Sports. Even walking to the bus, or being to school is movement. Let alone sports at school or after. Some sport activities may continue. Quite a few people have discovered new ways to keep moving. They found alternative ways to move, everyday, regularly. Quite a few people discovered new sports that are ‘safe’ from a contagiousness standpoint. They started running, biking, or walking. Start a home fitness routine yourself. Online yoga and YouTube workouts. Offer to walk the dog. It is important you take good care of your body and health.
Read this wonderful blog How to Build Your Own Workout Routines – Advice from a Two-time Olympian.
Food. Hanging around the house could get you into snacking mode, before you know. Why not turn things around? Take the time you can’t go to school to increase your physical exercise, supported by having healthy food? Check out this John Hopkin’s University blog on healthy food during adolescence.
There’s more time for long term things
Apart from focusing on the situation at hand in order to work on your creative skills or health, you will have more time to spend on topics you normally would not focus on.
Career choice. You got some ideas about ‘after high school’, or may be you don’t have a clue yet. Use the extra time you got now to explore your career options.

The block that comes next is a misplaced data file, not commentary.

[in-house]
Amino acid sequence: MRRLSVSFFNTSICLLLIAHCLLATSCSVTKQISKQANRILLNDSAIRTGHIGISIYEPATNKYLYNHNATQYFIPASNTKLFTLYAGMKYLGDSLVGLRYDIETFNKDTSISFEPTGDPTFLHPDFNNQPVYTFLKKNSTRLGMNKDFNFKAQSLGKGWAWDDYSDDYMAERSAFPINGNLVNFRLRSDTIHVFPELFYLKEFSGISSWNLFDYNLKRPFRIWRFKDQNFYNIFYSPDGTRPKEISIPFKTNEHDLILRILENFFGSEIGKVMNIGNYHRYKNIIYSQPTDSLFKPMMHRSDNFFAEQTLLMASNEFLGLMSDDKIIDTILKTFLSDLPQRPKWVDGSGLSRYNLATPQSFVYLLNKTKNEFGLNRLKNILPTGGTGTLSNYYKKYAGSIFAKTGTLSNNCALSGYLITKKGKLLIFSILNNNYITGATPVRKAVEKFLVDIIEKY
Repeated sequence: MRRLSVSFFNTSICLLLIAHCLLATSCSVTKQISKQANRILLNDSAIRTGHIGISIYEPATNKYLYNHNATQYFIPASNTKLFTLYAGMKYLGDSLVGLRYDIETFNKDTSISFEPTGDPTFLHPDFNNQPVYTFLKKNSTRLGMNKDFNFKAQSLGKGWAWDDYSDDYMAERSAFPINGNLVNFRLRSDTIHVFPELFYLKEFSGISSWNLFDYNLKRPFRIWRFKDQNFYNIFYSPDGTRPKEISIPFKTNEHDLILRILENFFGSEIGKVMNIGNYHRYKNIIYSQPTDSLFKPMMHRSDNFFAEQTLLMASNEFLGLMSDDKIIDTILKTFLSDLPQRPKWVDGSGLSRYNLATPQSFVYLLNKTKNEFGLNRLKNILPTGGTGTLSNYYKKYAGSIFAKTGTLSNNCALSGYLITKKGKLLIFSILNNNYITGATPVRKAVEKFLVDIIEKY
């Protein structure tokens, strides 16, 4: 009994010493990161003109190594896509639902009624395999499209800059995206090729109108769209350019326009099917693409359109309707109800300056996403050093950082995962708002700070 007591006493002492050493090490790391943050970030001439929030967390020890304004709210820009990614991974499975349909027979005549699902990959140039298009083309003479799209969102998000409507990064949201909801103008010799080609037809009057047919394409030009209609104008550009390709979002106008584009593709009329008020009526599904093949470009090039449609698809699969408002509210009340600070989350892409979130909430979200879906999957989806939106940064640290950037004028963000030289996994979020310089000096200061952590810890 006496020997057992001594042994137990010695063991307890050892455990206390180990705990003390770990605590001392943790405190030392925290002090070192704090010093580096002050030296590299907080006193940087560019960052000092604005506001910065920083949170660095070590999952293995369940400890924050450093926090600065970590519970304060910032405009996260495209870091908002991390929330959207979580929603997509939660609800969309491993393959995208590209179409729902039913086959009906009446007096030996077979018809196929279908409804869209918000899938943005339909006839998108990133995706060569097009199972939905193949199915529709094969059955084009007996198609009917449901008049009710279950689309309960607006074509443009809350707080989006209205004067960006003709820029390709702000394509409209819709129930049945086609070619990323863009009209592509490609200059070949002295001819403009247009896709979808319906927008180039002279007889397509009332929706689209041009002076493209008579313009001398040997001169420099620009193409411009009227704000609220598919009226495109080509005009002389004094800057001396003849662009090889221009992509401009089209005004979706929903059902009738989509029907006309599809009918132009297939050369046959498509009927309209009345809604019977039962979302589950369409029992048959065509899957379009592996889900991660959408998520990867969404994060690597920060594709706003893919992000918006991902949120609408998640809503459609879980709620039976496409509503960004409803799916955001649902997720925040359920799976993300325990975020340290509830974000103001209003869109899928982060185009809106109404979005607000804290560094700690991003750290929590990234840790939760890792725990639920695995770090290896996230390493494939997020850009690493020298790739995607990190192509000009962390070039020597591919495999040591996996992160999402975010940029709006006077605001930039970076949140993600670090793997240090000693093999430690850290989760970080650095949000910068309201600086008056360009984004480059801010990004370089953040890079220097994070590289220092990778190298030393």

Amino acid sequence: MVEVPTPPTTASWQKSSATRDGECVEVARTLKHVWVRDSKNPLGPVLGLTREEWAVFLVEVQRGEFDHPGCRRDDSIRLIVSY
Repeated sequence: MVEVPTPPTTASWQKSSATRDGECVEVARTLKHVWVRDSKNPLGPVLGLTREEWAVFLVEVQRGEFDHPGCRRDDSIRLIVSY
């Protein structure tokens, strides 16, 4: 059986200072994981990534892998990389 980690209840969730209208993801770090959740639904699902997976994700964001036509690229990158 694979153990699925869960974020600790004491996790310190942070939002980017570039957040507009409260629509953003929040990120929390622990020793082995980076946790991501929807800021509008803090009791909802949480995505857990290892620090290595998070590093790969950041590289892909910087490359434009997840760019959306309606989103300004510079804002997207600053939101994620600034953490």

Try Findmino.com. It’s an easy and pleasant tool to find out your interests, and explore all kinds of career paths. From Tattoo Artist to Neurosurgeon, from Organic Farmer to Machine Learning Engineer, to Attorney. And it’s for free.
Study planning. Map the time ahead of you in weeks, months, possibly years before finishing high school (or college). What are the main things you would need to accomplish. The electives to choose, the projects to deliver, the work based learning to be gathered. List it and time it. Check this Wikihow blog for more suggestions.
Your learning style. More than ever it is important to know your own learning style. What’s the best way for you personally to take information and turn it into knowledge? This blog at IvyPanda offers some useful insights into learning styles: what they are and how to look at them.
People who were used to go to school and switched to online learning all went through a period of adjustment. But it is remarkable how we respond. Crises often trigger goodness, inventiveness. Let’s turn home study into a benefit.
Check our other blogs regarding the Covid-19 crisis here.
Want to know more?
Check this blog at StudyCorgi, which covers common problems that arise when working or studying from home and tips for dealing with them.
Check Findmino.com. Free access. For inspiration and tools to find a fulfilling career.
Misconceptions and Myths about Online Learning. At the height of the pandemic, online education became the only option to gain new skills and graduate. The IvyPanda team has debunked some common misconceptions regarding remote learning here. They have uncovered some unexpected features and outlined online learning benefits.
Also check IvyPanda’s 10 Tips For Learning Online Successfully.
8 tips for studying at home more effectively Number of practical tips open how to get yourself best organized.
Linkedin’s online classes for people new to online learning. Includes practical advice and how to use the most used online productivity tools.
Financial Aid Resource for College Students. A free overview of how to go about financial aide during your studies.
The Problem with Learning Styles and How to Use It to Your Benefit, a blog by IvyPanda.